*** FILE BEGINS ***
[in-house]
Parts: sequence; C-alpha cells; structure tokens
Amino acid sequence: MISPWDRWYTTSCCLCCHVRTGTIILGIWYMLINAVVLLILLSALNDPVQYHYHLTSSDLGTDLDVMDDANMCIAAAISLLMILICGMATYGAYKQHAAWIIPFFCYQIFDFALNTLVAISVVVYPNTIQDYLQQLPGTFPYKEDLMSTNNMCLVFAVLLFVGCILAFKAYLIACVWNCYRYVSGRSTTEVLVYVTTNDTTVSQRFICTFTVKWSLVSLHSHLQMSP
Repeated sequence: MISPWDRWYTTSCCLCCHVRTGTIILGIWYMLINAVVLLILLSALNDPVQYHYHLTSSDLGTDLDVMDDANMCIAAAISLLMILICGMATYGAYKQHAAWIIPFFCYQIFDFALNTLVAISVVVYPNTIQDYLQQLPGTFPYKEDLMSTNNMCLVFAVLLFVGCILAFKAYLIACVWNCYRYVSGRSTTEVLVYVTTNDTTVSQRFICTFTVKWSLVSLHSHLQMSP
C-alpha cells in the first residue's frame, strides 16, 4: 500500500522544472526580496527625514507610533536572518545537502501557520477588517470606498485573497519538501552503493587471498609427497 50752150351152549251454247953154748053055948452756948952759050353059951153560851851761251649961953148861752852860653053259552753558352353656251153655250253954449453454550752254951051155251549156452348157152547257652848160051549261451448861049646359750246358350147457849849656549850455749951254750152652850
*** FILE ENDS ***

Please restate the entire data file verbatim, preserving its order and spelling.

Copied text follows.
[in-house]
Parts: sequence; C-alpha cells; structure tokens
Amino acid sequence: MISPWDRWYTTSCCLCCHVRTGTIILGIWYMLINAVVLLILLSALNDPVQYHYHLTSSDLGTDLDVMDDANMCIAAAISLLMILICGMATYGAYKQHAAWIIPFFCYQIFDFALNTLVAISVVVYPNTIQDYLQQLPGTFPYKEDLMSTNNMCLVFAVLLFVGCILAFKAYLIACVWNCYRYVSGRSTTEVLVYVTTNDTTVSQRFICTFTVKWSLVSLHSHLQMSP
Repeated sequence: MISPWDRWYTTSCCLCCHVRTGTIILGIWYMLINAVVLLILLSALNDPVQYHYHLTSSDLGTDLDVMDDANMCIAAAISLLMILICGMATYGAYKQHAAWIIPFFCYQIFDFALNTLVAISVVVYPNTIQDYLQQLPGTFPYKEDLMSTNNMCLVFAVLLFVGCILAFKAYLIACVWNCYRYVSGRSTTEVLVYVTTNDTTVSQRFICTFTVKWSLVSLHSHLQMSP
C-alpha cells in the first residue's frame, strides 16, 4: 500500500522544472526580496527625514507610533536572518545537502501557520477588517470606498485573497519538501552503493587471498609427497 50752150351152549251454247953154748053055948452756948952759050353059951153560851851761251649961953148861752852860653053259552753558352353656251153655250253954449453454550752254951051155251549156452348157152547257652848160051549261451448861049646359750246358350147457849849656549850455749951254750152652850